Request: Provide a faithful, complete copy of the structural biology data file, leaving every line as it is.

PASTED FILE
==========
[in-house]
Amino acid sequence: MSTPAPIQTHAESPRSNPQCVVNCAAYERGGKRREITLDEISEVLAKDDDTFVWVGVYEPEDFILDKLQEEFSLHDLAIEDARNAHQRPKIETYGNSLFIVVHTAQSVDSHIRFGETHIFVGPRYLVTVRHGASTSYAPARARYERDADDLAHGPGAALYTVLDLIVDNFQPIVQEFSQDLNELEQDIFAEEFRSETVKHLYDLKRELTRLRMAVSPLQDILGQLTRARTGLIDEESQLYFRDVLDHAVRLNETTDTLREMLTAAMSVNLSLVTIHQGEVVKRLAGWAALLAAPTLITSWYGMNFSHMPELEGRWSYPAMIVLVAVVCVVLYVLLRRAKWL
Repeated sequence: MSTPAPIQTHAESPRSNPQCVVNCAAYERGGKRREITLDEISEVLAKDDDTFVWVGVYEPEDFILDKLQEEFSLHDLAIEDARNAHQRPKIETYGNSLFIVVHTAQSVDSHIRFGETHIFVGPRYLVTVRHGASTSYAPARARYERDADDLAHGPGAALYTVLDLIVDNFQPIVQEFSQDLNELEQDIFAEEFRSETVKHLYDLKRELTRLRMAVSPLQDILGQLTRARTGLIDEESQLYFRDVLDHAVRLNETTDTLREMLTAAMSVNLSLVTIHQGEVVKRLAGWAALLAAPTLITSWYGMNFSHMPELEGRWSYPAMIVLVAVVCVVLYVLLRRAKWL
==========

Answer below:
[in-house]
Amino acid sequence: MSTPAPIQTHAESPRSNPQCVVNCAAYERGGKRREITLDEISEVLAKDDDTFVWVGVYEPEDFILDKLQEEFSLHDLAIEDARNAHQRPKIETYGNSLFIVVHTAQSVDSHIRFGETHIFVGPRYLVTVRHGASTSYAPARARYERDADDLAHGPGAALYTVLDLIVDNFQPIVQEFSQDLNELEQDIFAEEFRSETVKHLYDLKRELTRLRMAVSPLQDILGQLTRARTGLIDEESQLYFRDVLDHAVRLNETTDTLREMLTAAMSVNLSLVTIHQGEVVKRLAGWAALLAAPTLITSWYGMNFSHMPELEGRWSYPAMIVLVAVVCVVLYVLLRRAKWL
Repeated sequence: MSTPAPIQTHAESPRSNPQCVVNCAAYERGGKRREITLDEISEVLAKDDDTFVWVGVYEPEDFILDKLQEEFSLHDLAIEDARNAHQRPKIETYGNSLFIVVHTAQSVDSHIRFGETHIFVGPRYLVTVRHGASTSYAPARARYERDADDLAHGPGAALYTVLDLIVDNFQPIVQEFSQDLNELEQDIFAEEFRSETVKHLYDLKRELTRLRMAVSPLQDILGQLTRARTGLIDEESQLYFRDVLDHAVRLNETTDTLREMLTAAMSVNLSLVTIHQGEVVKRLAGWAALLAAPTLITSWYGMNFSHMPELEGRWSYPAMIVLVAVVCVVLYVLLRRAKWL